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Medicinal Cockroach Farm

Posted: 16 May 2018, 20:52
by Dreamweaver
Cockroach-rearing is a booming industry in China—pulverized roach powder is patented as a Traditional Chinese Medicine ingredient and cosmetics companies use the insects as a cheap source of protein. There were about 100 large-scale cockroach farms in China in 2013, and farmers could earn as much as $20 a pound, the Los Angeles Times reported at the time. In the case of the Xichang facility, the world’s biggest cockroach farm, the insects are made into a liquid concoction that millions of Chinese patients use to treat respiratory, gastric, and other illnesses with doctor prescriptions, the SCMP said citing a local government report. A bottle of 100 ml of the medicine costs about $4. ... -medicine/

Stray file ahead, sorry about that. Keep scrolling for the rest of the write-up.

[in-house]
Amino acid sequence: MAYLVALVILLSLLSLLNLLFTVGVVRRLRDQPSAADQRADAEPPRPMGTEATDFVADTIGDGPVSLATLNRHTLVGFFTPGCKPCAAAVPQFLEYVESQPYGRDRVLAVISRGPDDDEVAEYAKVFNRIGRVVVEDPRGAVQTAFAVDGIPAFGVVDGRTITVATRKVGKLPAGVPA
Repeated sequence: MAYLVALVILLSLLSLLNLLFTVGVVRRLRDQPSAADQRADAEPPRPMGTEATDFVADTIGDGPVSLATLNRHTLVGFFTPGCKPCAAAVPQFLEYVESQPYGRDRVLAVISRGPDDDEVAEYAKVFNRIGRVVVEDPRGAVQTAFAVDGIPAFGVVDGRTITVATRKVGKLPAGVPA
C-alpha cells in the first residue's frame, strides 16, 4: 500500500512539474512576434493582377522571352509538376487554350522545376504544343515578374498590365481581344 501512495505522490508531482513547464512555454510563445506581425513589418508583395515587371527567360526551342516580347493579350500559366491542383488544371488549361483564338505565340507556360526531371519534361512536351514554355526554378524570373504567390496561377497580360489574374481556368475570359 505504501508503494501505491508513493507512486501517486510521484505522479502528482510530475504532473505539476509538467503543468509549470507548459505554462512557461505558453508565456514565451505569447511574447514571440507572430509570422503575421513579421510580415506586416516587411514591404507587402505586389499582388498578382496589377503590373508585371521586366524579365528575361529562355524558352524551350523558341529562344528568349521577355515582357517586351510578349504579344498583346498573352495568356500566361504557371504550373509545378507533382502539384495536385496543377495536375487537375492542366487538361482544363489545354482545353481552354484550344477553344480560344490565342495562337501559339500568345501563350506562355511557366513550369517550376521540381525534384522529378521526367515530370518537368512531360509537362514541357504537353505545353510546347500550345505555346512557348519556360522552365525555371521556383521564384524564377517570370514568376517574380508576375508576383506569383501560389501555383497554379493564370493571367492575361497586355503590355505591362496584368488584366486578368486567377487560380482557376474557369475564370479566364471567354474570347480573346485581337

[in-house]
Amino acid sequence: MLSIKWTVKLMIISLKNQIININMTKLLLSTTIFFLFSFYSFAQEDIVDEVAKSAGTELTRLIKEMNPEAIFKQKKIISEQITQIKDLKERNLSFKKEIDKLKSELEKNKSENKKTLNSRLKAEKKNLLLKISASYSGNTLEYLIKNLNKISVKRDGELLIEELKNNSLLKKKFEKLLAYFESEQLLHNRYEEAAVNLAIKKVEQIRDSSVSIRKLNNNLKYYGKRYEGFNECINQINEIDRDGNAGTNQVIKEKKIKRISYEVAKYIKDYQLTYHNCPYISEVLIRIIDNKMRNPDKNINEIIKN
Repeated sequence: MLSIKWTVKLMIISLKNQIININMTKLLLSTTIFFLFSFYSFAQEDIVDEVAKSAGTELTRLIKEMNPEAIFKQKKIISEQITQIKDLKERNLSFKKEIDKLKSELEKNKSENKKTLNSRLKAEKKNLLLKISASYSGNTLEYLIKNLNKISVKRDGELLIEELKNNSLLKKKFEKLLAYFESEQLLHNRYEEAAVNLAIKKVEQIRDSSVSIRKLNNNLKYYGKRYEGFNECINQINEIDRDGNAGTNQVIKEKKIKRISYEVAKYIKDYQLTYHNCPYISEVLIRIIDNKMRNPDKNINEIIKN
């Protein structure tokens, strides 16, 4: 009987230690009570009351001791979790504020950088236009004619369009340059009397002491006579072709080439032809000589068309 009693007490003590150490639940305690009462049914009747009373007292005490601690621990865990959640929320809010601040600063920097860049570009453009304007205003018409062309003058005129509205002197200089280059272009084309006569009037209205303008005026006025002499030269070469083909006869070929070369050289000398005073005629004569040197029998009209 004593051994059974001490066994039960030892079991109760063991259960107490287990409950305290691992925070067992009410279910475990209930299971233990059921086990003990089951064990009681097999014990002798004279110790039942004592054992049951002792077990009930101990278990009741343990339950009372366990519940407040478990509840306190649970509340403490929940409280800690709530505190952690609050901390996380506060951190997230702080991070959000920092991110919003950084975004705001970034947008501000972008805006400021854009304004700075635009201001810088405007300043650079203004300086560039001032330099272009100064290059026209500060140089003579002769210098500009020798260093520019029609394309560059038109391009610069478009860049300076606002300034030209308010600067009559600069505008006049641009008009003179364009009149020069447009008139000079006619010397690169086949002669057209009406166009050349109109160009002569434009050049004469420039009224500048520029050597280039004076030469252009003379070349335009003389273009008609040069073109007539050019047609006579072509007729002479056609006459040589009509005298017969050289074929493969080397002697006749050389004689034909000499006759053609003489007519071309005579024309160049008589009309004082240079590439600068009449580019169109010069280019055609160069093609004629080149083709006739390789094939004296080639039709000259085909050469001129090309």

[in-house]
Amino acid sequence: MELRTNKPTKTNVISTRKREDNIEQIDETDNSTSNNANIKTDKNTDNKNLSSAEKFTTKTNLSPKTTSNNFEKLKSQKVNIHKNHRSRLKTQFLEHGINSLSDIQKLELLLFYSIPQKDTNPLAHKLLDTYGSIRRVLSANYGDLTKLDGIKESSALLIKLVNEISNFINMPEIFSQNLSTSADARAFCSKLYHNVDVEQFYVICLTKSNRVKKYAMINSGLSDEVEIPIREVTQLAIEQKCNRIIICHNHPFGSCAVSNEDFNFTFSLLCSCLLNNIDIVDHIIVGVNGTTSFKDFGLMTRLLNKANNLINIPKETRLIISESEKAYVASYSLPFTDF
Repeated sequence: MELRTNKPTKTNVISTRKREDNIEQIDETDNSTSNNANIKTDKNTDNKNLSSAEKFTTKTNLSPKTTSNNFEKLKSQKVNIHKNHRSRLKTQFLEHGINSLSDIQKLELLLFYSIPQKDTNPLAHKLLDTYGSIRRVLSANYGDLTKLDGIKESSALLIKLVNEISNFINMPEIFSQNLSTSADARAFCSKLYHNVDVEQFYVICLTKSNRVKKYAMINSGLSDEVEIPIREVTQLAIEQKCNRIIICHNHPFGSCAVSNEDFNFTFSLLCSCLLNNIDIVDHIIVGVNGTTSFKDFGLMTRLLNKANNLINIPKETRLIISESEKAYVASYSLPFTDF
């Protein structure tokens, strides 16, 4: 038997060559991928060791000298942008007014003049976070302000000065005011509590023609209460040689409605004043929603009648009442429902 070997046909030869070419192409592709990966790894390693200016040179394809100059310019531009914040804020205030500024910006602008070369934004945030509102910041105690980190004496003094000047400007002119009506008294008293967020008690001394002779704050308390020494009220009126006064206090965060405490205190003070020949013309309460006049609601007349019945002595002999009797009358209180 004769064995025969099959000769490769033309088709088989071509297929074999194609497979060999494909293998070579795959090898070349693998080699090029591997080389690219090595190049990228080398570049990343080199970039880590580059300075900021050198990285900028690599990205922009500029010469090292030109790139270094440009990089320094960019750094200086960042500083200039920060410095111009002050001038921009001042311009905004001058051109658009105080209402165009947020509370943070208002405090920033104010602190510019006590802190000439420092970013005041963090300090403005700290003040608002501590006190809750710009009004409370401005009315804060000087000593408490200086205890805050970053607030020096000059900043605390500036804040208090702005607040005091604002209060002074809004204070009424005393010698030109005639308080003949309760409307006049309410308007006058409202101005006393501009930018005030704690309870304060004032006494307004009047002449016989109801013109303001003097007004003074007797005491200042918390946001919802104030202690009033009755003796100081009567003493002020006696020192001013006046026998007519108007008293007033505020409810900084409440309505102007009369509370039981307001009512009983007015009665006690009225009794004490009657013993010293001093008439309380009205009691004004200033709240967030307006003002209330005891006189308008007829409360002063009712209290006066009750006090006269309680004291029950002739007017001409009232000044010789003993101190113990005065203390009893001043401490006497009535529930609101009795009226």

Re: Medicinal Cockroach Farm

Posted: 16 May 2018, 21:11
by Dreamweaver
There is cockroach-related research in medicine too. Scientists had long wondered how roaches could spend their lives in dirty environments with no ill effects and it turns out they produce their own powerful antibiotics.

They might hold the key when it comes to developing drugs to knock out the most virulent bacteria that make humans ill, such as E. coli, MRSA and other superbugs resistant to many existing treatments.

Cockroach cures are nothing new, though. In the 19th Century Lafcadio Hearn, a journalist and writer who travelled through the southern states of the US, noted, "For tetanus, cockroach tea is given. I do not know how many cockroaches go to make up the cup; but I find faith in this remedy is strong among many of the American population of New Orleans."

Today, hospitals in parts of China use a cream made from powdered cockroaches to treat burns and a cockroach syrup is sometimes given to patients to alleviate the symptoms of gastroenteritis.

Re: Medicinal Cockroach Farm

Posted: 17 May 2018, 11:36
by kfchugo
With an ever increasing world population and scarcity of arable land, it would seem natural that insects would become the food source of the future. Personally, I dont fancy munching on the raw product but perhaps they could be processed into something more palatable...... an insect version of Soylent Green perhaps?